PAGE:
Plaintiff missed nine days' work as a result of the accident and testified that he lost $694.99 in wages, according to his employer's records. Plaintiff testified that since the incident he has had continual pain which has become worse. He stated that he has had difficulty sleeping and takes a pain killer in order to sleep. Plaintiff further testified that he has scars up and down his legs and that there are between 15 and 20 shot lodged within his leg.

On cross-examination, plaintiff stated that he was shot as he shook his feet. He noted that the defendant was behind him and to his left and there was nothing between them. Plaintiff further testified that when hunting he keeps a good lookout for turkeys, but not for other hunters.

The defendant was called as an adverse witness and testified that he shot the plaintiff. He stated that he saw some movement, raised his shotgun, saw more movement, shouldered his shotgun and fired. He testified that all this occurred in a matter of seconds and that it was the movement that got his attention.

Dr. Thomas M. Davis testified on behalf of the plaintiff and stated that he saw the plaintiff once, on April 20, 1977, at the Union County Hospital emergency room. He testified that he observed multiple puncture wounds in the area of the right foot, thigh and left shoulder and chest and stated that X rays revealed small metallic pellets in these areas. Dr. Davis stated that providing there was no infectious process, he expected the plaintiff to have a full recovery with no significant residual or permanent disability.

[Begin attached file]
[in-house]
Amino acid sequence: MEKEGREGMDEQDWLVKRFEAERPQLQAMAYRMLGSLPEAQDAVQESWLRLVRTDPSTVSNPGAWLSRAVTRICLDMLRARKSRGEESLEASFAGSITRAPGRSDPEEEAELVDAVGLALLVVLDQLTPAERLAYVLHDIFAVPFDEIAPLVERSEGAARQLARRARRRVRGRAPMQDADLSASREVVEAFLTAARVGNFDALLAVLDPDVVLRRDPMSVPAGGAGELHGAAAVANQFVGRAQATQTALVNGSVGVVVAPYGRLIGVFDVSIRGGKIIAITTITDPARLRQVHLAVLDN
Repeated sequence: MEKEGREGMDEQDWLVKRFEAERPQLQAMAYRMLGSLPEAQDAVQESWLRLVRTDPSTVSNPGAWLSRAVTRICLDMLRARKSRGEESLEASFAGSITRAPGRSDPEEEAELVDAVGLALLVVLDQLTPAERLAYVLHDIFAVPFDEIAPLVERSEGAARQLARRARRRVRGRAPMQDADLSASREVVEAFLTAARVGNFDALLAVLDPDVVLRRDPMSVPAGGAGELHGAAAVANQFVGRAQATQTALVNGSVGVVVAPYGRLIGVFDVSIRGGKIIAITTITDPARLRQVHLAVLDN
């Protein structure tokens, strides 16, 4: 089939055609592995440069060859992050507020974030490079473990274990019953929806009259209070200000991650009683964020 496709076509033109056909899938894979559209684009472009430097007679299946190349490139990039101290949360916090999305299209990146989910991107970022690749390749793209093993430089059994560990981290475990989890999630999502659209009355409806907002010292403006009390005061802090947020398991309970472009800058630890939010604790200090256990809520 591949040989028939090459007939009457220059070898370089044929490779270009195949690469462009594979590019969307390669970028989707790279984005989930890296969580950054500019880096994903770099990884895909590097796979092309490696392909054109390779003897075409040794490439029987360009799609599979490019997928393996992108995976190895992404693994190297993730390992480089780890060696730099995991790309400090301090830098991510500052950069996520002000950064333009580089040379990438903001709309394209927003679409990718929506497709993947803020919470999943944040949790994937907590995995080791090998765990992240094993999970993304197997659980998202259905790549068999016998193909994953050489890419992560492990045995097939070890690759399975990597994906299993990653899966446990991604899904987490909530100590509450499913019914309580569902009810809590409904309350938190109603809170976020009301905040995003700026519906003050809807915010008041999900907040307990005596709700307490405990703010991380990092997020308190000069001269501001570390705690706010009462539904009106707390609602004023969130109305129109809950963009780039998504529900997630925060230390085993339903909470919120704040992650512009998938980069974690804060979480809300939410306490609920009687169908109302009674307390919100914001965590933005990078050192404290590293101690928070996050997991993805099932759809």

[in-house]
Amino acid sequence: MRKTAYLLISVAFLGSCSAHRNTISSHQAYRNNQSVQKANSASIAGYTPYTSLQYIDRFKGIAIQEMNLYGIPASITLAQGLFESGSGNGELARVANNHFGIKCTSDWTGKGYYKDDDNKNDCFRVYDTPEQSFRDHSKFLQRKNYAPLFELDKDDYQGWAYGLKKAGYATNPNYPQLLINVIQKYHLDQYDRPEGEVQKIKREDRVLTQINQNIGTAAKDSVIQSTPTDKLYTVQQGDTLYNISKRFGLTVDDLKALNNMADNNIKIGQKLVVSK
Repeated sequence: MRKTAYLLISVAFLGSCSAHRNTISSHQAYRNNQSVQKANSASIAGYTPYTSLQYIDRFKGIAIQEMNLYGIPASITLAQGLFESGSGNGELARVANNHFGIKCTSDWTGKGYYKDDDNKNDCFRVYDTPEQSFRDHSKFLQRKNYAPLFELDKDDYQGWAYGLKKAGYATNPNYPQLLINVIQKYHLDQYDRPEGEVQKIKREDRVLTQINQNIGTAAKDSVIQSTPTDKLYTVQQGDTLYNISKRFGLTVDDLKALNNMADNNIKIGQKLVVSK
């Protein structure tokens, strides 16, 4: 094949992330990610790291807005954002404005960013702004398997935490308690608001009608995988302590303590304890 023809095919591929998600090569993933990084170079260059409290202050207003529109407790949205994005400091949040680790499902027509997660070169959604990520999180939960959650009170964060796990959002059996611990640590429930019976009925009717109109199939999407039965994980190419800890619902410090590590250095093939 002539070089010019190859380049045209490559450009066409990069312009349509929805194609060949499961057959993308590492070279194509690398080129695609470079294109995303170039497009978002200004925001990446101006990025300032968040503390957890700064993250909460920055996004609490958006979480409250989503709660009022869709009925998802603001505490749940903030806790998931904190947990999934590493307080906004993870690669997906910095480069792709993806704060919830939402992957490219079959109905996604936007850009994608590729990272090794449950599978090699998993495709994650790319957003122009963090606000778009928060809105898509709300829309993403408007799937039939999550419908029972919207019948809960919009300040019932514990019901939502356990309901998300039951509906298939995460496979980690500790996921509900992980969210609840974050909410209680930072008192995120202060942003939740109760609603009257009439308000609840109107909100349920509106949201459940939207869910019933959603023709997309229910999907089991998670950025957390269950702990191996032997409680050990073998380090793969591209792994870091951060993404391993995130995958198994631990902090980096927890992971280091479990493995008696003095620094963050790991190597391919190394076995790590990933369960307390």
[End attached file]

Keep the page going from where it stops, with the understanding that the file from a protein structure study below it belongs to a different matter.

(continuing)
Plaintiff was next examined on April 22, 1977, by Dr. Haskins. A report prepared by Dr. Haskins, introduced into evidence by stipulation, stated that he recommended that plaintiff return if he had any problems, "but for certain within ten days." Plaintiff never returned.

Dr. Cesar D. Climaco testified that he examined plaintiff on April 30, 1979. He took an X ray of the plaintiff and round metallic pellets in his foot. Dr. Climaco stated that the only treatment would be to remove surgically the pellets but he did not feel this was appropriate because they are difficult to find and removal would do more damage.

Dr. Karen Ann Strack testified that she first examined plaintiff on March 11, 1980, and that he complained of pain in the legs and feet, particularly after standing for a long time. Dr. Strack further testified that the X ray revealed small found metallic foreign bodies in plaintiff's leg, foot and buttocks. She stated that the pellets could have been removed surgically but the chance of creating more scar tissue and more nerve and muscle damage would far outweigh the benefits hoped to be achieved.